Re: KDE Usability survey
On Wednesday 12 March 2003 19:00, Brian Nelson wrote:
> Frank Van Damme <firstname.lastname@example.org> writes:
> > Filled it in with all pleasure, and, since you're asking my opinion
> > anyway, the useability of kde has little to do with menu structures of
> > user-friendlyness, at which it is way ahead of all the others. It has
> > more to do with kde's major disease: obesity. I don't know if this has to
> > do with c++, gcc, qt or kde, but there's room for improvement there. To
> > the majority of students I know, Kde has not become a viable alternative
> > to their revamped dos shell because of it. You know it would be REALLY
> > impressive if I could demonstrate kde on a p100 with just 32 megs ram!
> > Everyone would just JUMP on Debian ;-)
> Then show them a light window manager, like wmaker or blackbox (and
> friends). Having KDE be usable on extremely low-end hardware just isn't
> a design goal of KDE.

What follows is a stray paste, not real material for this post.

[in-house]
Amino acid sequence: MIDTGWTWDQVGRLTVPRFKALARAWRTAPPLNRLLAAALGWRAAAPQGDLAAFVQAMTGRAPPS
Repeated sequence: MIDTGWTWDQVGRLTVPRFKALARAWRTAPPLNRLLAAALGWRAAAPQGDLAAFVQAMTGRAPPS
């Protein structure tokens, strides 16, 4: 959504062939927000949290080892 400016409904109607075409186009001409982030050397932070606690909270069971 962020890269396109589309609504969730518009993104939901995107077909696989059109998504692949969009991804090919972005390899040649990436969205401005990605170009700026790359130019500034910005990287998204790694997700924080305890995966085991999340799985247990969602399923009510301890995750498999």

I get your meaning, and this is often answered in "window manager jihads", but
actually isn't my point.
First, any desktop user will want to use kde apps. I mean that as a compliment
:-) . So you'll inevitable load and use qt and kde libraries.
Second, It may not be the design goal to run on the lowest end stuff (like a
system built out of Linux, Dietlibc, TinyX and twm or something :-) ), but I
hope it isn't the goal of the kde project to become as big as Windows Xp or
something (exageration for the sake of demonstration).
Third, (<nitpicking>) the machine I named is low-end by todays standards, but
by no means "extremely" low-end. It would be like a space shuttle ride for
the majority of the worlds population.
So I find the most important thing that KDE can focus on, snappyness and
system requirements. And stability off course.
Frank Van Damme